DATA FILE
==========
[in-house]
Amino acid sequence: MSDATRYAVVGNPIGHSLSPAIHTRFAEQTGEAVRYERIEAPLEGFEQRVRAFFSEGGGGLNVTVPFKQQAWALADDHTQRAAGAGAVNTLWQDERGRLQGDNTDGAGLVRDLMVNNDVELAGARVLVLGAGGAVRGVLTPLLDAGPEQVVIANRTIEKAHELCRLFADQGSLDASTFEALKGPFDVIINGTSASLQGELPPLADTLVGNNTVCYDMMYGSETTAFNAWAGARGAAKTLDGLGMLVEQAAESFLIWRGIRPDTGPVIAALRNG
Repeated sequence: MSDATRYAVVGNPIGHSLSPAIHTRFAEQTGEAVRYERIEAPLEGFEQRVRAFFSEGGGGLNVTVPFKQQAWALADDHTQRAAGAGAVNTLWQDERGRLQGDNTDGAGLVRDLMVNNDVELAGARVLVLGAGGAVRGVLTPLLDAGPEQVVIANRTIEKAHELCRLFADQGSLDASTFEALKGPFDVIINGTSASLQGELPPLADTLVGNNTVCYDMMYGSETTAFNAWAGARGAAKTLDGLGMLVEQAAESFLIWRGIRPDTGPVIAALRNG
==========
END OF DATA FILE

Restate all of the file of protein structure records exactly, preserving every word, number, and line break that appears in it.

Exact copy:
[in-house]
Amino acid sequence: MSDATRYAVVGNPIGHSLSPAIHTRFAEQTGEAVRYERIEAPLEGFEQRVRAFFSEGGGGLNVTVPFKQQAWALADDHTQRAAGAGAVNTLWQDERGRLQGDNTDGAGLVRDLMVNNDVELAGARVLVLGAGGAVRGVLTPLLDAGPEQVVIANRTIEKAHELCRLFADQGSLDASTFEALKGPFDVIINGTSASLQGELPPLADTLVGNNTVCYDMMYGSETTAFNAWAGARGAAKTLDGLGMLVEQAAESFLIWRGIRPDTGPVIAALRNG
Repeated sequence: MSDATRYAVVGNPIGHSLSPAIHTRFAEQTGEAVRYERIEAPLEGFEQRVRAFFSEGGGGLNVTVPFKQQAWALADDHTQRAAGAGAVNTLWQDERGRLQGDNTDGAGLVRDLMVNNDVELAGARVLVLGAGGAVRGVLTPLLDAGPEQVVIANRTIEKAHELCRLFADQGSLDASTFEALKGPFDVIINGTSASLQGELPPLADTLVGNNTVCYDMMYGSETTAFNAWAGARGAAKTLDGLGMLVEQAAESFLIWRGIRPDTGPVIAALRNG